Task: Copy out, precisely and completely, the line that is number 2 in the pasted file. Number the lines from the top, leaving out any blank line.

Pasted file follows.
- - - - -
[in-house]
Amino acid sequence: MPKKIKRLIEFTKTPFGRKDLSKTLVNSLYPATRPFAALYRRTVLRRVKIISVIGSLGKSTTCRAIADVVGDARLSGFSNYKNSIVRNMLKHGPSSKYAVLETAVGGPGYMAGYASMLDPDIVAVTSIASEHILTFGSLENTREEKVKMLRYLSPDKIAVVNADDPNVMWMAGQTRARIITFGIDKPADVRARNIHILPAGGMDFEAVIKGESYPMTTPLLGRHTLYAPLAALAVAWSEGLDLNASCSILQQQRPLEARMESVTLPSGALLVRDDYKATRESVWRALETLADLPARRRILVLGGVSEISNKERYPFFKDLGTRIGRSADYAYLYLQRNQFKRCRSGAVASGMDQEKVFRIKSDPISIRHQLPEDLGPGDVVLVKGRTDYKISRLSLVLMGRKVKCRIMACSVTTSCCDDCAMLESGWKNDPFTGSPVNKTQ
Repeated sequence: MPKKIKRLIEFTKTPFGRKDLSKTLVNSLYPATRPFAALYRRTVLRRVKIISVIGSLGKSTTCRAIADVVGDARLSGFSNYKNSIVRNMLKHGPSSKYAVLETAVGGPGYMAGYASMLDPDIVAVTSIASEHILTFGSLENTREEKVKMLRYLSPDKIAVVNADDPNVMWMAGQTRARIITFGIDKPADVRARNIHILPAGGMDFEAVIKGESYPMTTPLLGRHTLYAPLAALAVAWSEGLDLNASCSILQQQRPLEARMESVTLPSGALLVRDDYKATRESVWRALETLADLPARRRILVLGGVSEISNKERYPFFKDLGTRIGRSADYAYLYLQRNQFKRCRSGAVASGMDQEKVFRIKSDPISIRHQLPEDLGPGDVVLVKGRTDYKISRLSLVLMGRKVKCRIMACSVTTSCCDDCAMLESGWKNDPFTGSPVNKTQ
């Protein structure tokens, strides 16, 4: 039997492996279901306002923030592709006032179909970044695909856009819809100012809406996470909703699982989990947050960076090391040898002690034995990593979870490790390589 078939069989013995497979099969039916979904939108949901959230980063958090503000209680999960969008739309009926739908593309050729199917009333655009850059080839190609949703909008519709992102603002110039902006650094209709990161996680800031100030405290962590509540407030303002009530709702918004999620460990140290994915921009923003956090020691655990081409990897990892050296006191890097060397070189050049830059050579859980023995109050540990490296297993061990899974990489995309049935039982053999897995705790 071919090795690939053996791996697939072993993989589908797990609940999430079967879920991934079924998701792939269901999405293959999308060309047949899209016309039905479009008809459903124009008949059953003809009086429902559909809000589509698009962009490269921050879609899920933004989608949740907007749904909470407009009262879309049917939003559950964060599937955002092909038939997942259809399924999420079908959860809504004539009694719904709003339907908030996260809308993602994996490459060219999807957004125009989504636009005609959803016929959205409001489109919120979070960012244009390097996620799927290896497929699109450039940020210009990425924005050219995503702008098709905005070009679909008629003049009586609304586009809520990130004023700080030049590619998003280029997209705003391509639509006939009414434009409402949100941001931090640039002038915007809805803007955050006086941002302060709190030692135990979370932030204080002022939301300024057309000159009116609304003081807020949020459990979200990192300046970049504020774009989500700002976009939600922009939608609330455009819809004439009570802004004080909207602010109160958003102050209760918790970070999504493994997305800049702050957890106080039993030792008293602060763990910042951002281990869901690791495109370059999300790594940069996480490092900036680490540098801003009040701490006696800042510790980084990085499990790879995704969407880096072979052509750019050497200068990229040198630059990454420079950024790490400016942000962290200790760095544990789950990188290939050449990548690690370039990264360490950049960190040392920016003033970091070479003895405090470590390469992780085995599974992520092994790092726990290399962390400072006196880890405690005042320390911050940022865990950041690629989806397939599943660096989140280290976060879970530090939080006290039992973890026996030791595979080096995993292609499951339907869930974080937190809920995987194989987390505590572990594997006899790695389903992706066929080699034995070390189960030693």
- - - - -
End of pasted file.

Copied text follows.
Amino acid sequence: MPKKIKRLIEFTKTPFGRKDLSKTLVNSLYPATRPFAALYRRTVLRRVKIISVIGSLGKSTTCRAIADVVGDARLSGFSNYKNSIVRNMLKHGPSSKYAVLETAVGGPGYMAGYASMLDPDIVAVTSIASEHILTFGSLENTREEKVKMLRYLSPDKIAVVNADDPNVMWMAGQTRARIITFGIDKPADVRARNIHILPAGGMDFEAVIKGESYPMTTPLLGRHTLYAPLAALAVAWSEGLDLNASCSILQQQRPLEARMESVTLPSGALLVRDDYKATRESVWRALETLADLPARRRILVLGGVSEISNKERYPFFKDLGTRIGRSADYAYLYLQRNQFKRCRSGAVASGMDQEKVFRIKSDPISIRHQLPEDLGPGDVVLVKGRTDYKISRLSLVLMGRKVKCRIMACSVTTSCCDDCAMLESGWKNDPFTGSPVNKTQ